Grappling with centuries-old feuds, defeating a shrewd insurgency, and navigating the sometimes paralyzing bureaucracy of the U.S. military are issues that prompt sleepless nights for both policy makers in Washington DC and soldiers at war, albeit for different reasons. Few, however, have dealt with these issues in the White House situation room and on the front line. Michael G. Waltz has done just that, working as a policy advisor to Vice President Richard B. Cheney and also serving in the mountains of Afghanistan as a Green Beret, directly implementing strategy in the field that he helped devise in Washington.
In Warrior Diplomat: A Green Beretand#8217;s Battles from Washington to Afghanistan, Waltz shares his unique firsthand experiences, revealing the sights, sounds, emotions, and complexities involved in the war in Afghanistan. Waltz also highlights the policy issues that have plagued the war effort throughout the past decade, from the drug trade, to civilian casualties, to a lack of resources in comparison to Iraq, to the overall coalition strategy. At the same time, he points out that stabilizing Afghanistan and the region remains crucial to national security and that a long-term commitment along the lines of South Korea or Germany is imperative if America is to remain secure.
When and#8220;Donand#8217;t Ask, Donand#8217;t Tell,and#8221; the official U.S. policy on gays serving in the military, was repealed in September 2011, soldier Stephen Snyder-Hill (then Captain Hill) was serving in Iraq. Having endured years of this policy, which passively encouraged a culture of fear and secrecy for gay soldiers, Snyder-Hill submitted a video to a Republican primary debate held two days after the repeal. In the video he asked for the Republicansand#8217; thoughts regarding the repeal and their plans, if any, to extend spousal benefits to legally married gay and lesbian soldiers. His video was booed by the audience on national television.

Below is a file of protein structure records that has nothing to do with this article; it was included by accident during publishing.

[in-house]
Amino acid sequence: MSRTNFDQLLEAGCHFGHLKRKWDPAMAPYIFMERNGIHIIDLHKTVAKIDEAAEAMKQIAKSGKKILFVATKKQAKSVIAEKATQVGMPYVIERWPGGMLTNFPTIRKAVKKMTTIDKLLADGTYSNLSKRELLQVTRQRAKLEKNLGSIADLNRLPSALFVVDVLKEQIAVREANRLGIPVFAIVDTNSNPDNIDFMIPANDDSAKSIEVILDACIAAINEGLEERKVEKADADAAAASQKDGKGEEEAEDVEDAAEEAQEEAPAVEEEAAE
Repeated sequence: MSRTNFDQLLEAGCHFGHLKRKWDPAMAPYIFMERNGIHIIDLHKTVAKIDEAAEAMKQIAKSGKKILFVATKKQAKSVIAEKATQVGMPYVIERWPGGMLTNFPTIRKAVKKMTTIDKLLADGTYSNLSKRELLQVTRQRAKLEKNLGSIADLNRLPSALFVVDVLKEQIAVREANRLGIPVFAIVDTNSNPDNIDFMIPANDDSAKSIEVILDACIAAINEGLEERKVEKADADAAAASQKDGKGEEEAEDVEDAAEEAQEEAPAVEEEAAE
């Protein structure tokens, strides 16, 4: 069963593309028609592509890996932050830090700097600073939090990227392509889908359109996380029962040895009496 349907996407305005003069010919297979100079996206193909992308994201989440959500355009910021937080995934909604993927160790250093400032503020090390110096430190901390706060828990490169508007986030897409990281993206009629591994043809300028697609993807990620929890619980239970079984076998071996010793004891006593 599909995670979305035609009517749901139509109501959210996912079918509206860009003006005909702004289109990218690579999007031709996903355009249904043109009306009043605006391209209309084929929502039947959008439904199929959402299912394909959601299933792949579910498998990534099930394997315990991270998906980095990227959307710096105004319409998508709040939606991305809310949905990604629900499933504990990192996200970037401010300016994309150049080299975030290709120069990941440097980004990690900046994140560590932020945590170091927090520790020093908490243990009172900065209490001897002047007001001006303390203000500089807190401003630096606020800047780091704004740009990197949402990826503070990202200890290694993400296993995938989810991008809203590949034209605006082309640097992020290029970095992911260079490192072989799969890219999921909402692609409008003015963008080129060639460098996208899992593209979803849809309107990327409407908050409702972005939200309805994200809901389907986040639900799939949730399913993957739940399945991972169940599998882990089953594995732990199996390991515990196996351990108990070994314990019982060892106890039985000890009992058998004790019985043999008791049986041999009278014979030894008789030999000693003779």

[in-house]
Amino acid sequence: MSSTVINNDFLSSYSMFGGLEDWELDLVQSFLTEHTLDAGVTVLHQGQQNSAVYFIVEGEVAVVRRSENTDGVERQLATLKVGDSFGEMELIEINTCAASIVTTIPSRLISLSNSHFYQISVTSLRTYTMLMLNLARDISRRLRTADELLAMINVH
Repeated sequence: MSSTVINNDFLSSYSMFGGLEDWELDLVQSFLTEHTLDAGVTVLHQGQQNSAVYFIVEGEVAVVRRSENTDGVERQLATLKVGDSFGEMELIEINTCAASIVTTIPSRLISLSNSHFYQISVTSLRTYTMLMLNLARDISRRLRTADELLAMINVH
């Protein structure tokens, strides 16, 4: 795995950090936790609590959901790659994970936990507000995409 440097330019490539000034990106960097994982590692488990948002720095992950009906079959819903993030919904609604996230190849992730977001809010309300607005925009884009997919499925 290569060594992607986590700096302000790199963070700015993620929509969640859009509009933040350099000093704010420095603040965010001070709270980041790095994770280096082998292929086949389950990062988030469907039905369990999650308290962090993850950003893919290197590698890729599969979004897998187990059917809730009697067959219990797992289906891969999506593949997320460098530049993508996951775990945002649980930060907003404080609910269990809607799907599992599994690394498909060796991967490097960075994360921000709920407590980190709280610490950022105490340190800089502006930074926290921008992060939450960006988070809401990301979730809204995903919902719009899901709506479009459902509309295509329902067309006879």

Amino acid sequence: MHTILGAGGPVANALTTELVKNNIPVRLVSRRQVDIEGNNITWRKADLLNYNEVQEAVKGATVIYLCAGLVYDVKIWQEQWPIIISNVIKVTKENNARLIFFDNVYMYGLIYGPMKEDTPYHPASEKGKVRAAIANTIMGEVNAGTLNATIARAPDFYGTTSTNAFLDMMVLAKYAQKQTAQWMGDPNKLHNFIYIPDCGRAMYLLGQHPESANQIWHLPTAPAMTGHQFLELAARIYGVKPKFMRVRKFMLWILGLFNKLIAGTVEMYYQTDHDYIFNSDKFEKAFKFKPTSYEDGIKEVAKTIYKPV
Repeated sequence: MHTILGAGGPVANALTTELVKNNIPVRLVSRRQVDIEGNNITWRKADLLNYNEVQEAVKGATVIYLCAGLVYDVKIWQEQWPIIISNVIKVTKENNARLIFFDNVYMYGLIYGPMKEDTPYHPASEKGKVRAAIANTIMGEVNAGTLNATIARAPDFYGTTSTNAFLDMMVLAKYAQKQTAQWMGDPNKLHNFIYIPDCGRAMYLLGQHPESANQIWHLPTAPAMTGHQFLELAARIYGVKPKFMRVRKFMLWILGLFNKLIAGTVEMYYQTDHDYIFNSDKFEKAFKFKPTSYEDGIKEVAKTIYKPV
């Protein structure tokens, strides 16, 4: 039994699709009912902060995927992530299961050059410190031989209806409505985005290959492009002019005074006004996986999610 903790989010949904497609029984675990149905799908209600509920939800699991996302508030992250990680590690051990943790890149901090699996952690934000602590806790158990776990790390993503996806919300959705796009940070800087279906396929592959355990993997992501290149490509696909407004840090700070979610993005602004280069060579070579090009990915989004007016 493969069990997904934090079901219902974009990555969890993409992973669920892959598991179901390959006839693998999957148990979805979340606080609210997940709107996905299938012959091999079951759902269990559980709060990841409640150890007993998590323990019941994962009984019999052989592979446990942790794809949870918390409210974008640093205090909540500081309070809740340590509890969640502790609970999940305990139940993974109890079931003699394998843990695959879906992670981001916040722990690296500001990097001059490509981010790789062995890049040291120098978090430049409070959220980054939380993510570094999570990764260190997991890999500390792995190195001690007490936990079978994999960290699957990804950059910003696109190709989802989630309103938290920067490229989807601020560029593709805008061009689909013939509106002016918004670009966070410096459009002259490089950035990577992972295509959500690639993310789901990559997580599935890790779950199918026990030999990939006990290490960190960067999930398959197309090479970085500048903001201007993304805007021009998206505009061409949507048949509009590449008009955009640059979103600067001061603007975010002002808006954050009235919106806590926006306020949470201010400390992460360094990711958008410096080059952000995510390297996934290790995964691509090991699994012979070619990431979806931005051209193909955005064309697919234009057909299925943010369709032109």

Soldier of Change captures not only the media frenzy that followed that moment, placing Snyder-Hill at the forefront of this modern civil rights movement, but also his twenty-year journey as a gay man in the army: from self-loathing to self-acceptance to the most important battle of his lifeand#8212;protecting the disenfranchised. Since that time, Snyder-Hill has traveled the country with his husband, giving interviews on major news networks and speaking at universities, community centers, and pride parades, a champion of LGBT equality.and#160;
About the Author
STEPHEN SNYDER-HILL joined the military in 1988 and served nearly three years on active duty in Germany and fought in the first Gulf War in Saudi Arabia, Iraq, and Kuwait before his honorable discharge in 1996. He reenlisted in 2001 and was deployed to Iraq in support of Operation New Dawn in 2010. Throughout his military career Snyder-Hill received numerous awards and decorations, including the Meritorious Service Medal. GEORGE TAKEI is an actor, social justice activist, and author of Oh Myyy! There Goes the Internet. He is best known for his portrayal of Sulu in the Star Trek television series and movies.
Table of Contents
Introduction East: The Improbable Country and the Graveyard of Empires
Introduction West: The United States, Saddam, and al Qaeda, 1970s-2000
Chapter One: Bush, bin Laden, and the Pinnacle of World Sympathy
Chapter Two: Rush To War
Chapter Three: Operation Iraqi Freedom
Chapter Four: Bush's War
Concluding Remarks and Legacies